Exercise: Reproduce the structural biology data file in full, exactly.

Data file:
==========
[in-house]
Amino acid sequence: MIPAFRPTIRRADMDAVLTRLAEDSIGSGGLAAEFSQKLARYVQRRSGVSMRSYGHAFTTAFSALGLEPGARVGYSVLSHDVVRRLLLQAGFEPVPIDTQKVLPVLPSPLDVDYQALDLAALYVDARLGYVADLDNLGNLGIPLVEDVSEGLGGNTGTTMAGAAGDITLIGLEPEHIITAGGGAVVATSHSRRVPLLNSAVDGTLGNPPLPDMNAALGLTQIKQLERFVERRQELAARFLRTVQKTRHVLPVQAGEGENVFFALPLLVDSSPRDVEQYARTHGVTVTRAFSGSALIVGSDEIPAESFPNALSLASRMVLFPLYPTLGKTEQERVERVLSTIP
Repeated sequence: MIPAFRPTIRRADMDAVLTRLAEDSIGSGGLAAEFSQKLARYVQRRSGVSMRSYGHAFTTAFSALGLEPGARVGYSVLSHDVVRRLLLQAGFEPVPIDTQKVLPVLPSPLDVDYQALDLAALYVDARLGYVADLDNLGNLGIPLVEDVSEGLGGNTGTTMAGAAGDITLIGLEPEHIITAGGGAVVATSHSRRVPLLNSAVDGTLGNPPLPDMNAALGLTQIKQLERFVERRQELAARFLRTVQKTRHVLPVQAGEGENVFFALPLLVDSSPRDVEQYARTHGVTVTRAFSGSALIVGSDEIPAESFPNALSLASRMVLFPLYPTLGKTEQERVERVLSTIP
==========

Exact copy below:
[in-house]
Amino acid sequence: MIPAFRPTIRRADMDAVLTRLAEDSIGSGGLAAEFSQKLARYVQRRSGVSMRSYGHAFTTAFSALGLEPGARVGYSVLSHDVVRRLLLQAGFEPVPIDTQKVLPVLPSPLDVDYQALDLAALYVDARLGYVADLDNLGNLGIPLVEDVSEGLGGNTGTTMAGAAGDITLIGLEPEHIITAGGGAVVATSHSRRVPLLNSAVDGTLGNPPLPDMNAALGLTQIKQLERFVERRQELAARFLRTVQKTRHVLPVQAGEGENVFFALPLLVDSSPRDVEQYARTHGVTVTRAFSGSALIVGSDEIPAESFPNALSLASRMVLFPLYPTLGKTEQERVERVLSTIP
Repeated sequence: MIPAFRPTIRRADMDAVLTRLAEDSIGSGGLAAEFSQKLARYVQRRSGVSMRSYGHAFTTAFSALGLEPGARVGYSVLSHDVVRRLLLQAGFEPVPIDTQKVLPVLPSPLDVDYQALDLAALYVDARLGYVADLDNLGNLGIPLVEDVSEGLGGNTGTTMAGAAGDITLIGLEPEHIITAGGGAVVATSHSRRVPLLNSAVDGTLGNPPLPDMNAALGLTQIKQLERFVERRQELAARFLRTVQKTRHVLPVQAGEGENVFFALPLLVDSSPRDVEQYARTHGVTVTRAFSGSALIVGSDEIPAESFPNALSLASRMVLFPLYPTLGKTEQERVERVLSTIP